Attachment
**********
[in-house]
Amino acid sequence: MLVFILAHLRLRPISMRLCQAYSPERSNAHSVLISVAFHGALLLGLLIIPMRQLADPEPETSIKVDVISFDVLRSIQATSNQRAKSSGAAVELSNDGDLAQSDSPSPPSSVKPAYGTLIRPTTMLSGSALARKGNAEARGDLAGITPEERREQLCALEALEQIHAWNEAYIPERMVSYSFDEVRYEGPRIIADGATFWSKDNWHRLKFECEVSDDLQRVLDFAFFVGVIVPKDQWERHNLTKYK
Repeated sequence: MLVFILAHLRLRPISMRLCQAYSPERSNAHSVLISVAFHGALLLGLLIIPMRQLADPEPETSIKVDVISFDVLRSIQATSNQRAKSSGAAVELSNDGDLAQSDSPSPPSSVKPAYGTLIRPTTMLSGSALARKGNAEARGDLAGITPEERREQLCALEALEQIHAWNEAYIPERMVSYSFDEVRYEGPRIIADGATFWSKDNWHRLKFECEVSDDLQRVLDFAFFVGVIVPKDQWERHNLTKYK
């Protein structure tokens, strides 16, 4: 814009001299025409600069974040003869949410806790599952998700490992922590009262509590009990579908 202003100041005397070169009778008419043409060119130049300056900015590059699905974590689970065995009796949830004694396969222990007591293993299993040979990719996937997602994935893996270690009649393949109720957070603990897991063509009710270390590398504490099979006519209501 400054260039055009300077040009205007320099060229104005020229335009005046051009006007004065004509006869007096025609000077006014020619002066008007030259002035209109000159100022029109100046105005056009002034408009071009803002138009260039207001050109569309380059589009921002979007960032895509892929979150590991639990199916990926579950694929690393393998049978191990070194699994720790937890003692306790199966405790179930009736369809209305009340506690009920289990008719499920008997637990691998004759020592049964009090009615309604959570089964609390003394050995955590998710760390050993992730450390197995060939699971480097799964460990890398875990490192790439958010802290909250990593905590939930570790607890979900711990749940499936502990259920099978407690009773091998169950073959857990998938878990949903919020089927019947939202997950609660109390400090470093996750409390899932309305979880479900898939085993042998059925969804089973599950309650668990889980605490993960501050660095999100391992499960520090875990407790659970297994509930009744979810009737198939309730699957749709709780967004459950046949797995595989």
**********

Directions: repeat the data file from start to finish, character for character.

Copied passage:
[in-house]
Amino acid sequence: MLVFILAHLRLRPISMRLCQAYSPERSNAHSVLISVAFHGALLLGLLIIPMRQLADPEPETSIKVDVISFDVLRSIQATSNQRAKSSGAAVELSNDGDLAQSDSPSPPSSVKPAYGTLIRPTTMLSGSALARKGNAEARGDLAGITPEERREQLCALEALEQIHAWNEAYIPERMVSYSFDEVRYEGPRIIADGATFWSKDNWHRLKFECEVSDDLQRVLDFAFFVGVIVPKDQWERHNLTKYK
Repeated sequence: MLVFILAHLRLRPISMRLCQAYSPERSNAHSVLISVAFHGALLLGLLIIPMRQLADPEPETSIKVDVISFDVLRSIQATSNQRAKSSGAAVELSNDGDLAQSDSPSPPSSVKPAYGTLIRPTTMLSGSALARKGNAEARGDLAGITPEERREQLCALEALEQIHAWNEAYIPERMVSYSFDEVRYEGPRIIADGATFWSKDNWHRLKFECEVSDDLQRVLDFAFFVGVIVPKDQWERHNLTKYK
């Protein structure tokens, strides 16, 4: 814009001299025409600069974040003869949410806790599952998700490992922590009262509590009990579908 202003100041005397070169009778008419043409060119130049300056900015590059699905974590689970065995009796949830004694396969222990007591293993299993040979990719996937997602994935893996270690009649393949109720957070603990897991063509009710270390590398504490099979006519209501 400054260039055009300077040009205007320099060229104005020229335009005046051009006007004065004509006869007096025609000077006014020619002066008007030259002035209109000159100022029109100046105005056009002034408009071009803002138009260039207001050109569309380059589009921002979007960032895509892929979150590991639990199916990926579950694929690393393998049978191990070194699994720790937890003692306790199966405790179930009736369809209305009340506690009920289990008719499920008997637990691998004759020592049964009090009615309604959570089964609390003394050995955590998710760390050993992730450390197995060939699971480097799964460990890398875990490192790439958010802290909250990593905590939930570790607890979900711990749940499936502990259920099978407690009773091998169950073959857990998938878990949903919020089927019947939202997950609660109390400090470093996750409390899932309305979880479900898939085993042998059925969804089973599950309650668990889980605490993960501050660095999100391992499960520090875990407790659970297994509930009744979810009737198939309730699957749709709780967004459950046949797995595989």